Friday, December 21, 2007
Given the fact that several of my friends continue to serve in the hierarchy, it seemed a natural idea to begin blogging. And for a time, my keyboard clattered away with piece after piece, offering an evangelical commentary on all things ABC. When my judicatory, ABCPSW, voted to withdraw from the larger family, my postings dropped significantly, both in volume and as a percentage of topics tackled in this venue.
This week, it came to my attention that some of my blogs and message board postings have had damaging repercussions on the cause of Christ and involved people I love in legal complications. Now that I am somewhat an insider at Transformation Ministries as Treasurer of the organization, this will simply no longer do.
When my postings end up being referenced in attorney's letters to people I care about, enough is enough. Since there is no practical way to avoid legal repercussions arising from comments about the way VF does things (even when the statistics and reporting are strictly accurate), I have concluded that it might be better to retire from reporting and commenting on the ABC entirely. Ultimately, it really doesn't matter anyway. And, the cost to people I care about is too great. An important lesson to be learned from the original Star Wars movie comes from the advice C3PO gave to R2D2 when Han Solo advised him that angry Wookies pull their opponents' arms out of their sockets: "New strategy R2, let the Wookie win." With respect to the politics of the ABC, C3PO's admonition is just as valuable.
His Barking Dog will still speak on issues of importance and consequence from an evangelical and Baptist perspective at this web address. However, there will be no more comments about the organization known as ABCUSA.
Wednesday, December 12, 2007
Friday, December 07, 2007
Just in time for the Christmas shopping rush, Pope Benedict XVI has added a gift suggestion for the sinner who has everything: a "get out of purgatory" early card.
Rome, Dec. 5, 2007 (CWNews.com) - Pope Benedict XVI (bio - news) has announced that a plenary indulgence is available to Catholics who travel to Lourdes during the coming year, for the 150th anniversary of the Marian apparitions there.
The indulgence is available to those who, under the usual conditions, make a pilgrimage to Lourdes between December 8 of this year and the same date in 2008. The pilgrimage should include visits to the famous Massabielle grotto at Lourdes where the Virgin Mary appeared to St. Bernadette Soubirous, the Soubirois family home, and the places where St. Bernadette was baptized and received her First Communion.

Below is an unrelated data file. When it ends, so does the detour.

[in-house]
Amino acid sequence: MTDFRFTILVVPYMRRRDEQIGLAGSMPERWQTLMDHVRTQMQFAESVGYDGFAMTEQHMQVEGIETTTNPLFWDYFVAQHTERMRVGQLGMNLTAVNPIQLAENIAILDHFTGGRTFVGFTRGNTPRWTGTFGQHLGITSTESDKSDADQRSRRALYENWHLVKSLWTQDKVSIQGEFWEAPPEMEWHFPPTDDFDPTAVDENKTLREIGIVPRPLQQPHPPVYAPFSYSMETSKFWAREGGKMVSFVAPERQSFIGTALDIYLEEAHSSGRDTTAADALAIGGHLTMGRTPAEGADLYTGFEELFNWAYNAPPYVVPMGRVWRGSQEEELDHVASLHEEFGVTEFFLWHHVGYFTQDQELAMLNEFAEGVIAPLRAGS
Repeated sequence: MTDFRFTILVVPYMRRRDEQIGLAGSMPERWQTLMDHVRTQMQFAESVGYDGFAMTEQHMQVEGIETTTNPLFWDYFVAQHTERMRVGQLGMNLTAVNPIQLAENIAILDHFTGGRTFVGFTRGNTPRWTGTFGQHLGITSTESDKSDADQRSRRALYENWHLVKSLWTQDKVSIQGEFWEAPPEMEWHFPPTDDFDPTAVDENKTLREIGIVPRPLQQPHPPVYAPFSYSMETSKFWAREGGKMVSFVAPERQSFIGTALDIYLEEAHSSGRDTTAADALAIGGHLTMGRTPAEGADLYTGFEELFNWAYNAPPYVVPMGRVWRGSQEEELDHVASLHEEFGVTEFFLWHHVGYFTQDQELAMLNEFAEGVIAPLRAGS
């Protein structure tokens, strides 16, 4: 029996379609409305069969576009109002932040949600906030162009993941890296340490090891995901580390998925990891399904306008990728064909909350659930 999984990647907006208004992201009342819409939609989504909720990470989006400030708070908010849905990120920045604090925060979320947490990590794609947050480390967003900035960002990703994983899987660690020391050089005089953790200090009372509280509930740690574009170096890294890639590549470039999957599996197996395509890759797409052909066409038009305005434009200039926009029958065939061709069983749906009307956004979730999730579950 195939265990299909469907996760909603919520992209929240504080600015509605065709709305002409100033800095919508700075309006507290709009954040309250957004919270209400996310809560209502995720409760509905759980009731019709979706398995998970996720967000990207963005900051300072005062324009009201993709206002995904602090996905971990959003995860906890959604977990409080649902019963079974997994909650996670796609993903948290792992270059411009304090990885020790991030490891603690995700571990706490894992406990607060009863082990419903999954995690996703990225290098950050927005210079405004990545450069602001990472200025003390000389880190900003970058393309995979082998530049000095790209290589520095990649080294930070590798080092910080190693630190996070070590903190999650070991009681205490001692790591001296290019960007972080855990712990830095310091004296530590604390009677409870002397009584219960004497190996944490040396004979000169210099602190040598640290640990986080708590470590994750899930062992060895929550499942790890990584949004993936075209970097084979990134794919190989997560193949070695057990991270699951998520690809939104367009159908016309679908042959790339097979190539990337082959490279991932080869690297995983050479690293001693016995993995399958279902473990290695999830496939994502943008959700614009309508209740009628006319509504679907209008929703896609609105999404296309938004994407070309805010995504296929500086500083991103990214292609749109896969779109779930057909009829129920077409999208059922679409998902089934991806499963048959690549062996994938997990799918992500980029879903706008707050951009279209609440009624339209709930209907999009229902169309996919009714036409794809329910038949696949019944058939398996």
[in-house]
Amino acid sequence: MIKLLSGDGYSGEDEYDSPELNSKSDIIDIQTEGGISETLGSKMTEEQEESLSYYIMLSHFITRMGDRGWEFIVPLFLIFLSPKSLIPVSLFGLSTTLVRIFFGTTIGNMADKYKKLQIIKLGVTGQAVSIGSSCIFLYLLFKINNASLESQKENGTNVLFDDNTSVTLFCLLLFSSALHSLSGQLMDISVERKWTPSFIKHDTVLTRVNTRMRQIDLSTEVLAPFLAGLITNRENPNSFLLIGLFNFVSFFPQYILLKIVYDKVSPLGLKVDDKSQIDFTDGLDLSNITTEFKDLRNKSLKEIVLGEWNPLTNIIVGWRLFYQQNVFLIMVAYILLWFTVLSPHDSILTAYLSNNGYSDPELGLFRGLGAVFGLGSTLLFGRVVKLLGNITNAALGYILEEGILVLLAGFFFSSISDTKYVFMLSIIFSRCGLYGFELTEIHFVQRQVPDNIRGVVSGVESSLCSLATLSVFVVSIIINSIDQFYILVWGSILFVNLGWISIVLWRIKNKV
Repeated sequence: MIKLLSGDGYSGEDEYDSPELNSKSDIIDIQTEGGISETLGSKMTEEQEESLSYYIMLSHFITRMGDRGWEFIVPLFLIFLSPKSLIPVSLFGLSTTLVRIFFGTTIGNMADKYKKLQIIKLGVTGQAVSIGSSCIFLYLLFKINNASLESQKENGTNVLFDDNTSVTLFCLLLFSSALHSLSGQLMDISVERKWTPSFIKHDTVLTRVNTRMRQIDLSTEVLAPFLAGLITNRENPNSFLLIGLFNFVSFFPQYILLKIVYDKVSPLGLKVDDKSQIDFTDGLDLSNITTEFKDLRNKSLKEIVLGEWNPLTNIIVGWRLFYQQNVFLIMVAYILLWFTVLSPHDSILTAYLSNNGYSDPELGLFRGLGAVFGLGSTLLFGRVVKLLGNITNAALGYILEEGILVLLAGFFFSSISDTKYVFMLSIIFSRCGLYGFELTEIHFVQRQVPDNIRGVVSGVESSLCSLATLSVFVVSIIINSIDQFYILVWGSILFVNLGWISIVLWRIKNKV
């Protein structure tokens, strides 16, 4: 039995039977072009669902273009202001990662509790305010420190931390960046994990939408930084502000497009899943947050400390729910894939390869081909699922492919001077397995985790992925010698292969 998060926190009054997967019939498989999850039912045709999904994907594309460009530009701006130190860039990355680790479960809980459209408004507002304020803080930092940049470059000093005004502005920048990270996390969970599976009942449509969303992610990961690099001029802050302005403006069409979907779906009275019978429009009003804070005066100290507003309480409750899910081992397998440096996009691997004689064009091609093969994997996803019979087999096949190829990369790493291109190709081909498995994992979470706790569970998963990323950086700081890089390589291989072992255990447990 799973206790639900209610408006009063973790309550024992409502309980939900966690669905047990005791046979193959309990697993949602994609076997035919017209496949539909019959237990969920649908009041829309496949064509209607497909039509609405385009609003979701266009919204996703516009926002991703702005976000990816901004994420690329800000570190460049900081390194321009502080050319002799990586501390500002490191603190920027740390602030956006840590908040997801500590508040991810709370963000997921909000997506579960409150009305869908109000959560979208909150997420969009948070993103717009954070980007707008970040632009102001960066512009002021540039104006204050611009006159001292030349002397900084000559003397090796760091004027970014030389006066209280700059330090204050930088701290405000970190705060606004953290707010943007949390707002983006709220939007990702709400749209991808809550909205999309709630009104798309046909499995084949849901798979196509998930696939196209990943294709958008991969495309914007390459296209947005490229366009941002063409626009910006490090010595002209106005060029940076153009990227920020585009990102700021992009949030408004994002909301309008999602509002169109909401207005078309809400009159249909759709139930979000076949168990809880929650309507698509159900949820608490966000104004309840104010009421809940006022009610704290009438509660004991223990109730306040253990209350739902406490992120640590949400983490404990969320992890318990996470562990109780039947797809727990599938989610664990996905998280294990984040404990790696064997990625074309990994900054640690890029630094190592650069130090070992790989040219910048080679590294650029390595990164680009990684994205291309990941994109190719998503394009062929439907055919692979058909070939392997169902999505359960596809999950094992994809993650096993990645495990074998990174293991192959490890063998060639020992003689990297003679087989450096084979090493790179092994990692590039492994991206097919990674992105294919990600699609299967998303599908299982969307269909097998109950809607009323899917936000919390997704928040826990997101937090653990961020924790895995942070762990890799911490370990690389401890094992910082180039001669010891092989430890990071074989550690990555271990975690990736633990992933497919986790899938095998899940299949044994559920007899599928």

A plenary indulgence is also available to those who venerate an image of Our Lady of Lourdes at any church or chapel between February 2 and February 11 of 2008, the feast of Our Lady of Lourdes.
One wag commented that maybe it is time to pull out the "Tetzel is my Homeboy" shirts in honor of the indulgence merchant whose marketing efforts helped precipitate the Protestant Reformation in 1517.
Just when efforts to reconcile Rome and Protestantism have been gaining traction in the Protestant community (e.g., Evangelicals and Catholics Together), something like this reminds me why I am a Reformation Christian: sola fide, sola gratia, sola scriptura, solus Christus, and soli deo gloria!
Christmas reminds us that the Creator stepped into his creation to redeem us from our sins, to justify us by his own sacrifice, and to purchase us for himself forever -- without our works or efforts, purchased indulgences or otherwise.
Monday, December 03, 2007
Last year the Green Lake Conference Center, affiliated with the ABCUSA, announced plans to sell 140 of its 1,000 acres to Lindenwood Development LLC. The sale promised to generate between $25 million and $40 million, according to CLCC President Ken Giacoletto. Ken indicated that it would be used to continue its ministries aimed at pastors around the country to help them establish and strengthen their local churches.
The announcement elicited criticism from some of the 30 private property owners on the grounds who oppose the changes. Initially the town of Brooklyn denied Lindenwood's preliminary plan for Estates of Lawsonia due to lot sizes not meshing with the existing requirements for the community. “Our comprehensive plan calls for one to two-acre lots; they wanted a half-acre or less,” said Brooklyn Town Chairman Mike Wuest.
In addition to the lawsuit, next week the Appleton development firm and the American Baptist Assembly will present their request to annex 900 acres into the city of Green Lake at a December 12 planning commission meeting at city hall. In opposition to GLCC and Lindenwood Development, Steve Sorenson, attorney for some of the disgruntled property owners, will represent their sentiments at the session.